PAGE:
Andrea M. Matwyshyn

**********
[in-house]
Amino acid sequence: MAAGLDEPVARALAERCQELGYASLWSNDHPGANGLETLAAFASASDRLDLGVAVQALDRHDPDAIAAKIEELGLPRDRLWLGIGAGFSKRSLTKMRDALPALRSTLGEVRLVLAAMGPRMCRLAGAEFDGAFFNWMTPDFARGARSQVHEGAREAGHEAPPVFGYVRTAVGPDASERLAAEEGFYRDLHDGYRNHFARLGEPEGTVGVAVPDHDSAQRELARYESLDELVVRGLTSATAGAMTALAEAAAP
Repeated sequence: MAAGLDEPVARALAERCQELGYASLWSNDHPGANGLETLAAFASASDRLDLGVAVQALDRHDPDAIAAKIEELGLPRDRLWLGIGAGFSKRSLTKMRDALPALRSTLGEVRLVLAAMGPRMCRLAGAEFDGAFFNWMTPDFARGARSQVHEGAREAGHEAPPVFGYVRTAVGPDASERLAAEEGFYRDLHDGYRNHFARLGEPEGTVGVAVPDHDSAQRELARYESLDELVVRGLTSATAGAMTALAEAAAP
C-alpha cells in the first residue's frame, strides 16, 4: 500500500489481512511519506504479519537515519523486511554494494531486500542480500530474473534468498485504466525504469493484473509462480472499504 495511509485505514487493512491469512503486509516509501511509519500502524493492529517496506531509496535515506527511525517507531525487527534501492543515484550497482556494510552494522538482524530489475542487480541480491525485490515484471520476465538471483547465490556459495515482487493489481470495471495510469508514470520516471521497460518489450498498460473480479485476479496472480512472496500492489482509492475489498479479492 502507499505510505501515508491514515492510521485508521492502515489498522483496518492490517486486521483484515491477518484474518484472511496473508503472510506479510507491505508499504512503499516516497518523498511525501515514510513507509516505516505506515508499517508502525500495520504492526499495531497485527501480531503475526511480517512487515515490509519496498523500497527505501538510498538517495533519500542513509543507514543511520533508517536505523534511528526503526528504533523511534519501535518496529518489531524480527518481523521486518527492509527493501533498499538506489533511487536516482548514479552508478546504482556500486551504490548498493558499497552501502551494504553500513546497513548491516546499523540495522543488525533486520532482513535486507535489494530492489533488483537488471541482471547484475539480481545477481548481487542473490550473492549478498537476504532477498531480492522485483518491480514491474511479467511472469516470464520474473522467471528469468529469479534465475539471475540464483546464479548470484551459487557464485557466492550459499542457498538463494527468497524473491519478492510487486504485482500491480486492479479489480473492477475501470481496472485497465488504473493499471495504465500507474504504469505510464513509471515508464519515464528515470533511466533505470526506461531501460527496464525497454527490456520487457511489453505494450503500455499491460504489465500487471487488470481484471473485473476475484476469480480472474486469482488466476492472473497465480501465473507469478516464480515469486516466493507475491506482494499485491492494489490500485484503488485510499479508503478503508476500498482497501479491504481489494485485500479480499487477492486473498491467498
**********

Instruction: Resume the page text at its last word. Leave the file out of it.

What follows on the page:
Existing paradigms in corporate law do not adequately conceptualize today’s corporations. Corporate assets have become increasingly intangible, and operational structures have been materially altered in the last two decades by information technology. This article argues in favor of “asset sensitive” governance. Asset sensitivity embodies three important additions to prior corporate law scholarship. First, using developmental psychology theory as its starting point, asset sensitive governance focuses on corporate development using a corporation in a social context as the smallest unit of analysis. Second, because corporations rely on intangible assets that are fragile and relational, asset sensitivity mandates shifting fiduciary duties of good faith and care toward developing and preserving corporate assets: ongoing officer and director oversight is needed, not simply oversight of extraordinary transactions. Third, asset sensitive governance considers change across time-in stakeholders, in the economic environment, and in corporate learning.